One of the First Computerized Rides
Space Mountain rightfully gets all the credit as Disney’s first computerized theme park ride.
The plans for that roller coaster existed during Walt Disney’s lifetime, but the ride wouldn’t debut until 1975.
The delay stemmed from a lack of readily available computing power. Space Mountain demanded more processing than anyone could provide in the 1960s.
Oddly, Big Thunder Mountain Railroad benefited from this process. As Disney finished Space Mountain, its Imagineers mastered computer technology.
These planners recognized the value of computer sensors placed around the coaster tracks of other rides.
Big Thunder Mountain Railroad represents the first planned roller coaster design involving readily available computer technology.
When you ride Space Mountain and it consecutively, you’ll never recognize the similarities between the two.
However, Big Thunder Mountain Railroad is legitimately a child of Space Mountain’s technology.
Disneyland Version Is Better
Okay, I’m not looking to start a fight here. Analytically, this statement is true because the rides are otherwise similar.
In one crucial way, Disneyland has improved while Magic Kingdom’s version has remained the same.
During a 2014 refurbishment, Disney spent at least $4 million while adding a newfound element of excitement to the coaster’s third lift.
Imagineers tossed out the old cave-in premise to introduce something more dangerous and thematic.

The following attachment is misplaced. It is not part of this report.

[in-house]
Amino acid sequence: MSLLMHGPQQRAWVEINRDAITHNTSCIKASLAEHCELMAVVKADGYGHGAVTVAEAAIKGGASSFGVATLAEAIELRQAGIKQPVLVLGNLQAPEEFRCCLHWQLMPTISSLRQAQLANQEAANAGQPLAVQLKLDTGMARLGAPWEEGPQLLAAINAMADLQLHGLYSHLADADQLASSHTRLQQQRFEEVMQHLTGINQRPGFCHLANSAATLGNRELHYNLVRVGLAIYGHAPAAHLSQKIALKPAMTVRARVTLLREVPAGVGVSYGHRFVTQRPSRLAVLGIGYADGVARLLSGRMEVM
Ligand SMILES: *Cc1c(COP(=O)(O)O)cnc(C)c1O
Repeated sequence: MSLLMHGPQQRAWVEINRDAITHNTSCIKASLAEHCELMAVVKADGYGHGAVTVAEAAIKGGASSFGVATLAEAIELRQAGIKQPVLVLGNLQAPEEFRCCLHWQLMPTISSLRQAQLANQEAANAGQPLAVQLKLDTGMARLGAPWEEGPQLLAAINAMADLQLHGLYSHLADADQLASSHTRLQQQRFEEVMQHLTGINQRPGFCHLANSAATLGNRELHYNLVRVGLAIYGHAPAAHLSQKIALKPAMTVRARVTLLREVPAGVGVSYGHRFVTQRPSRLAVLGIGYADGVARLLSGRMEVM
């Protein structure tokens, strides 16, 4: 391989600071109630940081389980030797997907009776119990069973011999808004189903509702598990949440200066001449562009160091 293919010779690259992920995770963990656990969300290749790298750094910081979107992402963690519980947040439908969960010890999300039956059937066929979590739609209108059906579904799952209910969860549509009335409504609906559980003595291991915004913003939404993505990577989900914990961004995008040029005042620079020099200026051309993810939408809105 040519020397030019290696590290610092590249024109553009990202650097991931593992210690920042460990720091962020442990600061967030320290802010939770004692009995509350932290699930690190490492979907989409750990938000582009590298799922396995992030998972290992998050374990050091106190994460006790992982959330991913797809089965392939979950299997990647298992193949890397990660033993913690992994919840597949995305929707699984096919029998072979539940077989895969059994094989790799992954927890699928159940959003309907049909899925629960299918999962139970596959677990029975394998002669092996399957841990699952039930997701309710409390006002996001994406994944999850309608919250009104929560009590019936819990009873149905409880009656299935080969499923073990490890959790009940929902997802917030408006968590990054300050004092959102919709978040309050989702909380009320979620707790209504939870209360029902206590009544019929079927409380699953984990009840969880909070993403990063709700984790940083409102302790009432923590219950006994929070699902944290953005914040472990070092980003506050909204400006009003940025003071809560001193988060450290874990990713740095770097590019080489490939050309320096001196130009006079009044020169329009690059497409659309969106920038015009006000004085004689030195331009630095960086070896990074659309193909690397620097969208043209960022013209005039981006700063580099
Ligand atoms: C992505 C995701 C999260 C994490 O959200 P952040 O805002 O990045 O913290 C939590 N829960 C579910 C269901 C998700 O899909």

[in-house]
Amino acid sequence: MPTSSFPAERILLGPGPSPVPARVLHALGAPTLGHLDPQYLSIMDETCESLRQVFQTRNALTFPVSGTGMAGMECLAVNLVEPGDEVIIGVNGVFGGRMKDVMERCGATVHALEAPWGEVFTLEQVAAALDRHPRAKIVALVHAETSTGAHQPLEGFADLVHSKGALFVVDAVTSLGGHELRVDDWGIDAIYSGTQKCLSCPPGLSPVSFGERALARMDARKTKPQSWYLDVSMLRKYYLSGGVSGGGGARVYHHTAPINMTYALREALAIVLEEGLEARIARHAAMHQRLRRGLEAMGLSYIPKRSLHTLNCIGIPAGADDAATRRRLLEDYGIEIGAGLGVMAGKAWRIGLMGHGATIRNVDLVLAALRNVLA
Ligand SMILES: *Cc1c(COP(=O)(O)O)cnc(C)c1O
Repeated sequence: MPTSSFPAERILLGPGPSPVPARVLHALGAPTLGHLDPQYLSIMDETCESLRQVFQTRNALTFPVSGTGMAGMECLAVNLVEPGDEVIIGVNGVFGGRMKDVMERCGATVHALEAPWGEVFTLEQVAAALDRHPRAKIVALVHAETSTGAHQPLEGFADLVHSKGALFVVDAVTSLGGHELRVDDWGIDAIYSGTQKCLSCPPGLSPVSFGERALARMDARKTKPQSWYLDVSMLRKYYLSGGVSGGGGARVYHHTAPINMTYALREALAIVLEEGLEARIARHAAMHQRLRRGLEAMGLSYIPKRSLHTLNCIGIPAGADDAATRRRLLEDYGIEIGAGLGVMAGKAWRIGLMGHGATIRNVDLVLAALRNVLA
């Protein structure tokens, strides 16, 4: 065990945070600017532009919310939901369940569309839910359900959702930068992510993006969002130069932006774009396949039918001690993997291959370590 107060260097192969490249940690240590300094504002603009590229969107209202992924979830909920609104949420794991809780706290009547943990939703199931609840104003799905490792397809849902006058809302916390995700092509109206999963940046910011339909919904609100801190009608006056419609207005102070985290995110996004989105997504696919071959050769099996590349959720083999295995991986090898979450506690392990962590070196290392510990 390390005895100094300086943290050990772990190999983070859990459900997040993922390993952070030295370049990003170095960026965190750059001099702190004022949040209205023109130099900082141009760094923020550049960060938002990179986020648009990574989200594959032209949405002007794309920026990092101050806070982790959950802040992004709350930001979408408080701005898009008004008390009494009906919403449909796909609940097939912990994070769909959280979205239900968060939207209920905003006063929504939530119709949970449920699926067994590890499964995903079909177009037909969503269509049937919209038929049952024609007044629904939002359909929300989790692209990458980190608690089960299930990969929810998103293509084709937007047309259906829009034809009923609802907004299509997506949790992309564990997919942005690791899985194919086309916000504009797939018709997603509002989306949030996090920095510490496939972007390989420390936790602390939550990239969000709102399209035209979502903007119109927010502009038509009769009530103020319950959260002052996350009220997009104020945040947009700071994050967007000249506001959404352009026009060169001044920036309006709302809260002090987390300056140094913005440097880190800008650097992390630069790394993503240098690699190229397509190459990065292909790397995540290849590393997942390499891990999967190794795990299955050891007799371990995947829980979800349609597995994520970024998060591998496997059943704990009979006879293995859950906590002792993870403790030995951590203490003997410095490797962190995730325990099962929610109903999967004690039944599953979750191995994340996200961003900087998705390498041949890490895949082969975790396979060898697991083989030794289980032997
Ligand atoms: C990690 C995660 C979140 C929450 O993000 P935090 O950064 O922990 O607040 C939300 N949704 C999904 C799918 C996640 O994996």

Dynamite triggers a series of explosions that include smoking and lighting effects.
Magic Kingdom had planned to refurbish Big Thunder Mountain to bring it up to Disneyland’s level.
Alas, the pandemic delayed those plans. Some recently filed paperwork suggests that the renovations will still occur, just not as fast as hoped.
Until then, Disneyland claims superiority.
Has a Weird Indiana Jones Tie-In
This one’s utterly ridiculous, but it ties together two things that I love very much.
Imagineers got the sound effects right for Big Thunder Mountain Railroad. In fact, they did so well that people in the movie industry noticed.
During the filming of Indiana Jones and the Temple of Doom, Steven Spielberg and George Lucas sought the perfect sound for one of the scenes.
In the movie, Indiana Jones found himself in an unlikely chase sequence on a…mine train.
Yup, that sound effect that you hear during the movie comes from Big Thunder Mountain Railroad.
The filmmakers liked it so much they realized they couldn’t do any better. So, they used Disney’s instead.
By the way, this happened 28 years before Disney bought Lucasfilm and the Indiana Jones license.
Can Help You with a Kidney Stone
You may have heard this as a rumor, but you didn’t believe it could possibly be true, right?
Scientists didn’t, either. Over time, word spread that people passed kidney stones at an alarming rate on Big Thunder Mountain Railroad.
The catch was that this weird medical condition only occurred at one version of the ride. I’m not joking. Here’s Max, aka MrCheezyPop, testing the theory:
Oops! He tried at Disneyland, where it wouldn’t work. So, he gave it another shot at Magic Kingdom…and bam!
I know this sounds ridiculous, but the Journal of the American Osteopathic Association posted a scientific paper confirming it’s true.
Think about the positive here. When you’re suffering from a kidney stone, you have a medically proven excuse to visit Magic Kingdom!